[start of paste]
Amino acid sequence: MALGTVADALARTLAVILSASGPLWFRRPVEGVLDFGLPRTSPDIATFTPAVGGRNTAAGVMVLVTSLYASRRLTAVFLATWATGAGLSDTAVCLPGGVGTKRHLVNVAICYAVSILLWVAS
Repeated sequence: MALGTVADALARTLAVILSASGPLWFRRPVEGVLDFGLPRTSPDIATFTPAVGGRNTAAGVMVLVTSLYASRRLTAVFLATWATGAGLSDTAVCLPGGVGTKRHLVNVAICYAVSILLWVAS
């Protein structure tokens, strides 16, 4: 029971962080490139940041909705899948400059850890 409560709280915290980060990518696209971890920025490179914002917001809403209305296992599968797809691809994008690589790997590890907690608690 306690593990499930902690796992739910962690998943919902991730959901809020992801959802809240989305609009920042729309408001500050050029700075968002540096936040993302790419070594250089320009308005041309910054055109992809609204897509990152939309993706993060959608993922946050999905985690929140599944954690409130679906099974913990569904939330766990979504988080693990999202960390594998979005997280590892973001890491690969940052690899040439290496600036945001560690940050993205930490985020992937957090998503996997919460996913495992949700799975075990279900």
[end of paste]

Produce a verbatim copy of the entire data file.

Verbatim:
Amino acid sequence: MALGTVADALARTLAVILSASGPLWFRRPVEGVLDFGLPRTSPDIATFTPAVGGRNTAAGVMVLVTSLYASRRLTAVFLATWATGAGLSDTAVCLPGGVGTKRHLVNVAICYAVSILLWVAS
Repeated sequence: MALGTVADALARTLAVILSASGPLWFRRPVEGVLDFGLPRTSPDIATFTPAVGGRNTAAGVMVLVTSLYASRRLTAVFLATWATGAGLSDTAVCLPGGVGTKRHLVNVAICYAVSILLWVAS
């Protein structure tokens, strides 16, 4: 029971962080490139940041909705899948400059850890 409560709280915290980060990518696209971890920025490179914002917001809403209305296992599968797809691809994008690589790997590890907690608690 306690593990499930902690796992739910962690998943919902991730959901809020992801959802809240989305609009920042729309408001500050050029700075968002540096936040993302790419070594250089320009308005041309910054055109992809609204897509990152939309993706993060959608993922946050999905985690929140599944954690409130679906099974913990569904939330766990979504988080693990999202960390594998979005997280590892973001890491690969940052690899040439290496600036945001560690940050993205930490985020992937957090998503996997919460996913495992949700799975075990279900």